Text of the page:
The single biggest failure of the Trump administration's response to the coronavirus was the delayed rollout of testing, which left both policy makers and the public flying blind for months on end, unable to gauge the extent of the virus's spread, and thus flailing in response. Testing provides clarity, evidence, and critical information without which an effective response cannot be devised.
The Centers for Disease Control and Prevention repeatedly botched the development and delivery test kits, and the Food and Drug Administration wasted precious early weeks before approving private companies to deploy their own tests, as other countries had already done successfully, and as former Trump administration health officials had proposed early on.
This set of failures can be blamed at least in part on bureaucratic inertia and agency culture, in particular on the prevailing belief inside the U.S. health apparatus that the federal government should serve as a centralized clearinghouse for testing. The desire to serve as a single point of control meant that federal health agencies ended up being a single point of failure.
That failure that had predictably catastrophic results, for it meant that U.S. officials had limited visibility about the spread and nature of the disease. If more testing capacity had been deployed earlier, government officials—as well as private companies and individuals—would have been better equipped to respond to the virus. Indeed, testing continues to be an area where the U.S. has sometimes fallen short; although nationwide testing capacity has risen to about 500,000 per day, which many experts consider an important benchmark, some states are still struggling with their testing regimes.
Yet in President Donald Trump's telling, more testing is actually a problem. In an interview with the Wall Street Journal last week, Trump said he "personally think[s] testing is overrated" and that, because more testing reveals more confirmed cases, "in many ways, it makes us look bad." Trump repeated a version of this opinion at a campaign rally over the weekend, saying, "When you do testing to that extent, you're going to find more people, you're going to find more cases. So I said to my people, 'Slow the testing down, please.'"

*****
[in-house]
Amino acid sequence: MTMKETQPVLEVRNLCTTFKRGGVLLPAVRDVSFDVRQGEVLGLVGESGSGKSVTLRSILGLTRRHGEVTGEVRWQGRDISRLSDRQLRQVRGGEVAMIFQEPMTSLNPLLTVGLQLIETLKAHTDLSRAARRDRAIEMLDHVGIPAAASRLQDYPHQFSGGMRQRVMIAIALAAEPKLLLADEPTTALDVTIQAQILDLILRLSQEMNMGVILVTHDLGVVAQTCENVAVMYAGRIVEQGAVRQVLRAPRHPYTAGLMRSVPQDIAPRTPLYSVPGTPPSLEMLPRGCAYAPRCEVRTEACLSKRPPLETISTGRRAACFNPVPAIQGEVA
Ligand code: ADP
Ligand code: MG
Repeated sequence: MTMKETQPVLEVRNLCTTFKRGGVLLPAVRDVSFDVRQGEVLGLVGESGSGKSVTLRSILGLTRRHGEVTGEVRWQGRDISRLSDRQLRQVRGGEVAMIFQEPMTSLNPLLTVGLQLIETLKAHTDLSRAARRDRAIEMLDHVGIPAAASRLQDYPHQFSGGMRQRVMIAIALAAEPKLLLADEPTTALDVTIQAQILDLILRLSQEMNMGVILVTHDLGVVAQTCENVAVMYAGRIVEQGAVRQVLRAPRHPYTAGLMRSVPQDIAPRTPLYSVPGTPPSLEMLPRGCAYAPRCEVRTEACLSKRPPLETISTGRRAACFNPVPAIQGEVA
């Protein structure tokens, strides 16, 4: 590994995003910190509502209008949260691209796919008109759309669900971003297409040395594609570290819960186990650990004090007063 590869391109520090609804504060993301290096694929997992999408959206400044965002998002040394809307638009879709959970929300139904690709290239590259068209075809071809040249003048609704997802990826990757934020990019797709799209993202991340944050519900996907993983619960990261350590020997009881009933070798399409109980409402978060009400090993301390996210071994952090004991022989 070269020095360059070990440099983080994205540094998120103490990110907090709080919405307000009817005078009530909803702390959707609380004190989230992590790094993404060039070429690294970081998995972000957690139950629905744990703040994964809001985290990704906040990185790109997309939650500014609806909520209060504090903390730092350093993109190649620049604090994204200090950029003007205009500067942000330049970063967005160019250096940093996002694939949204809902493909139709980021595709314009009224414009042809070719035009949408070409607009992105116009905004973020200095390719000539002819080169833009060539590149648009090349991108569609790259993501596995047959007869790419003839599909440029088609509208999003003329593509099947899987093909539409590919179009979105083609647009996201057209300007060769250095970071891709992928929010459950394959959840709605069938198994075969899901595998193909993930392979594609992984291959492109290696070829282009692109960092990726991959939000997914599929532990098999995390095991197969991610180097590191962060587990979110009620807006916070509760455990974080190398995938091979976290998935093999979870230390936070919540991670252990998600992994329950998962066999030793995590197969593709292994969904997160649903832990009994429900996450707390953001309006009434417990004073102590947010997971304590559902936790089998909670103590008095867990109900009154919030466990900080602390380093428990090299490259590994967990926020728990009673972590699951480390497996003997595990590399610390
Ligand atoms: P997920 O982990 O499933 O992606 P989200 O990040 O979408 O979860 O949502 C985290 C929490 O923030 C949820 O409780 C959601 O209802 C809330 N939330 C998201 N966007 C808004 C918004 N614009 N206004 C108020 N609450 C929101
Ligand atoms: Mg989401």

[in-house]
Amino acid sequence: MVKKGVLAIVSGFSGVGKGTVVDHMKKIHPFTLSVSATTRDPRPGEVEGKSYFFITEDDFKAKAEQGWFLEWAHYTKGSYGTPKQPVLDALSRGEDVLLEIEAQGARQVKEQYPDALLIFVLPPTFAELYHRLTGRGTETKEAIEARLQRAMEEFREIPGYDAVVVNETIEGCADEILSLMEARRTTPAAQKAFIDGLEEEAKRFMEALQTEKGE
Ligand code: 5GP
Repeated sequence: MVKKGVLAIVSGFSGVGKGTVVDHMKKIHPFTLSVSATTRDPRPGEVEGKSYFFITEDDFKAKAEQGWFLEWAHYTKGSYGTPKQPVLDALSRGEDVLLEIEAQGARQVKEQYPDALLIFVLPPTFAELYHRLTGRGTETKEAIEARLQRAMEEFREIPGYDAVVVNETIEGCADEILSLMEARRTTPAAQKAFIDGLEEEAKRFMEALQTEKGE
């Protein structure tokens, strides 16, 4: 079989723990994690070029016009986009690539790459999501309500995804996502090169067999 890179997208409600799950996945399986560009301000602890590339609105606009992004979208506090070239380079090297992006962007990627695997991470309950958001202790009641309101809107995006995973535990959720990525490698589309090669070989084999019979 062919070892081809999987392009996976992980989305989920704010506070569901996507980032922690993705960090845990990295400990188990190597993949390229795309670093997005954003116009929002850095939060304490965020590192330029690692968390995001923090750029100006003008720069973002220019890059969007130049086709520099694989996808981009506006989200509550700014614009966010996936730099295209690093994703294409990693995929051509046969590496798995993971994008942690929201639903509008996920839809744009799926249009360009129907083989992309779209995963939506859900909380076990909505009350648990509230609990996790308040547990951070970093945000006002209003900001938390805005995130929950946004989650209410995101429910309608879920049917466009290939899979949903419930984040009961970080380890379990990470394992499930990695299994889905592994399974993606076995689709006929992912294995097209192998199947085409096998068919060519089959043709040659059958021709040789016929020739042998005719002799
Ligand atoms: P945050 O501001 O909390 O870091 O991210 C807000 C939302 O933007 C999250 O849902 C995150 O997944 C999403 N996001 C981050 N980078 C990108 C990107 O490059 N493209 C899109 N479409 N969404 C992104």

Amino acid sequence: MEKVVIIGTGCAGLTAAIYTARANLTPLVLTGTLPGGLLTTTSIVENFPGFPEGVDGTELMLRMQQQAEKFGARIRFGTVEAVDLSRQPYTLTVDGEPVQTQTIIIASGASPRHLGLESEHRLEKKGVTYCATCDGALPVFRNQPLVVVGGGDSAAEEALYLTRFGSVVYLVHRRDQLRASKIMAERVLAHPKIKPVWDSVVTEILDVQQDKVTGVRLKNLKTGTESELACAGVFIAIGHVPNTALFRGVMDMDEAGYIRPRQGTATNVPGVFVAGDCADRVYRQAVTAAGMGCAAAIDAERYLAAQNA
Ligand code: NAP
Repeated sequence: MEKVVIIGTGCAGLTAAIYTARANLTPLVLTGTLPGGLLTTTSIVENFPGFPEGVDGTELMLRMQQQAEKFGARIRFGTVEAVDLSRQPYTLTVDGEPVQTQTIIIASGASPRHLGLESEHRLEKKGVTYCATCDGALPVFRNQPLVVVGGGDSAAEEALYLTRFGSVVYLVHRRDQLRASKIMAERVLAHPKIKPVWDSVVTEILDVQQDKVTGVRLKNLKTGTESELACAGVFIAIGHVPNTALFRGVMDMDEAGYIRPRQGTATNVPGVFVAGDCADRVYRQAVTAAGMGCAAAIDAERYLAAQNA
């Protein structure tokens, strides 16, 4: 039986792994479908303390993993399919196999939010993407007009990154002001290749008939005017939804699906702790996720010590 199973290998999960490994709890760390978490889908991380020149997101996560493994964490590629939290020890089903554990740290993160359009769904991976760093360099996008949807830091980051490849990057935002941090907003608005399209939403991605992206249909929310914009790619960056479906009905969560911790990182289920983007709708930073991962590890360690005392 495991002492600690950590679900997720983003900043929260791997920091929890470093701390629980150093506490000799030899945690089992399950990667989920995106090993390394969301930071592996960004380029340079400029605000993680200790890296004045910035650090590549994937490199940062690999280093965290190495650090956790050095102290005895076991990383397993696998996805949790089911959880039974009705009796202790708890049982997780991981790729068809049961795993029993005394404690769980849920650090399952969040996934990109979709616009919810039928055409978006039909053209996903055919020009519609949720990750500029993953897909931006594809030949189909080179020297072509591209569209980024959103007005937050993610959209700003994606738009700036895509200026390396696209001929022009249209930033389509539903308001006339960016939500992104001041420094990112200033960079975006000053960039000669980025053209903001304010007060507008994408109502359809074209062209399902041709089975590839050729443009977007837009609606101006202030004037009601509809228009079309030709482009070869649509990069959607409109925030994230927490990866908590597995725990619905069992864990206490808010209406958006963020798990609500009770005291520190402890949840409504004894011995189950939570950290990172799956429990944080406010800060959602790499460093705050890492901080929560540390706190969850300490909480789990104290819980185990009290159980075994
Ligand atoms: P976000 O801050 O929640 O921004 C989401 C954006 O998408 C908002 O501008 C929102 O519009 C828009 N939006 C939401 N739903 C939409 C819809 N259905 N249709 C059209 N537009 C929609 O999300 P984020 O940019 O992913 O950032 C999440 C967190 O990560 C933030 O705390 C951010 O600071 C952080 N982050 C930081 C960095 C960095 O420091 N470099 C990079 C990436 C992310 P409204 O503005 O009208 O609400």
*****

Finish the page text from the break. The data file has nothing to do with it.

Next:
This comment understandably raised questions about whether Trump had, in fact, intentionally slowed down testing in order to preserve the appearance of less viral spread.
Trump's flacks argued that he was merely joking. "It was a comment that he made in jest," said White House Press Secretary Kayleigh McEnany on Monday. Trump, however, quickly insisted otherwise. When reporters asked him yesterday whether the remark was meant as a joke, he said, "I don't kid. Let me just tell you. Let me make it clear," adding once again that more testing means finding more cases.
The White House spent yesterday saying this was a joke. https://t.co/IJclTEQhra
— Jake Sherman (@JakeSherman) June 23, 2020
(As is often the case with Trump, it's not clear whether his words have resulted in any actions, or whether they were merely an empty threat. Talking Points Memo reports that the administration is moving to end federal support for some testing sites. Anthony Fauci, director of the National Institute of Allergy and Infectious Diseases, meanwhile, has told Congress that testing has not slowed down, and in fact is on track to increase. Meanwhile, total case numbers are up across the country, but deaths, while still high, are trending downward on a daily basis.)
It is true that all else being equal, a much broader testing regime will mean finding and confirming more cases. And some reports of rising cases have mistakenly been based on the deployment of more widespread testing. It is probable, however, that the recent rise in confirmed cases is not solely a result of increased testing, but a result of increased viral spread and an outbreak that remains uncontrolled, as evidenced by the rising positive test rate in states like Arizona and Florida.
But these nuances are mostly irrelevant in this instance since Trump's personal view appears to be altogether simpler—and more troubling.
Trump's remarks over the last week make clear that he sees increased testing negatively simply because it results in a higher number of confirmed cases, which makes the country look bad. Nor is this a new view for Trump; in March, he pushed to keep the passengers of a cruise ship where the virus had broken out quarantined because allowing them to disembark would raise the country's official infection count. "I like the numbers being where they are," he said.
What Trump has repeatedly communicated is that he dislikes testing precisely because it makes clear the scope of the problem; his frustration is with the evidence and information testing provides.
He appears to be irritated by the idea of object permanence, the notion that something that can't be seen at the moment yet still continues to exist. But just as cancer does not go away if you do not test for it, and the world does not disappear if you close your eyes, slowing the pace of testing does not actually reduce the spread of the disease, even if official confirmation numbers do not go as high.
Refusing to look at the full extent of a problem does not make the problem go away. Instead, it limits our ability to see its spread and understand its consequences. That ability was already dangerously crippled by a series of bureaucratic failures, which have largely (though not entirely) been corrected. What is still worrying is that the president is saying he would rather we all be flying blind.